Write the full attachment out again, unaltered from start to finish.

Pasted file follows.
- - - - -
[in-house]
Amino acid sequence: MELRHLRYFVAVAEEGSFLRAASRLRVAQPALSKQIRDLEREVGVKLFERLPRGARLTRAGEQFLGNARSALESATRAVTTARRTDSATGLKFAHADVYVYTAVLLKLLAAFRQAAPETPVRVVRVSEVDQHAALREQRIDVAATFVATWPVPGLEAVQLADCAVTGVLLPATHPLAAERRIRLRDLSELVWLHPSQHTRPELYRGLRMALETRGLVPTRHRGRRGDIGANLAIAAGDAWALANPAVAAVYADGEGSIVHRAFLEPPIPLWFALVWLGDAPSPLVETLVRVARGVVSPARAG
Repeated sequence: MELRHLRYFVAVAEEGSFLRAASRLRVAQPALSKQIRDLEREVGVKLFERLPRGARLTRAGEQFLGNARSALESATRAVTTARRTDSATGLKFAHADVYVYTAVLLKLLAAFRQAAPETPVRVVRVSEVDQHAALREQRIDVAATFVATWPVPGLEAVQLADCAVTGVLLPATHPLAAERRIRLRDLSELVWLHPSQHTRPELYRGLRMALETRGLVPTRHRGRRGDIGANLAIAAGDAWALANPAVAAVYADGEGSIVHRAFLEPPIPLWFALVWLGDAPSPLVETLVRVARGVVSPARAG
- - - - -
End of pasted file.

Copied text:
[in-house]
Amino acid sequence: MELRHLRYFVAVAEEGSFLRAASRLRVAQPALSKQIRDLEREVGVKLFERLPRGARLTRAGEQFLGNARSALESATRAVTTARRTDSATGLKFAHADVYVYTAVLLKLLAAFRQAAPETPVRVVRVSEVDQHAALREQRIDVAATFVATWPVPGLEAVQLADCAVTGVLLPATHPLAAERRIRLRDLSELVWLHPSQHTRPELYRGLRMALETRGLVPTRHRGRRGDIGANLAIAAGDAWALANPAVAAVYADGEGSIVHRAFLEPPIPLWFALVWLGDAPSPLVETLVRVARGVVSPARAG
Repeated sequence: MELRHLRYFVAVAEEGSFLRAASRLRVAQPALSKQIRDLEREVGVKLFERLPRGARLTRAGEQFLGNARSALESATRAVTTARRTDSATGLKFAHADVYVYTAVLLKLLAAFRQAAPETPVRVVRVSEVDQHAALREQRIDVAATFVATWPVPGLEAVQLADCAVTGVLLPATHPLAAERRIRLRDLSELVWLHPSQHTRPELYRGLRMALETRGLVPTRHRGRRGDIGANLAIAAGDAWALANPAVAAVYADGEGSIVHRAFLEPPIPLWFALVWLGDAPSPLVETLVRVARGVVSPARAG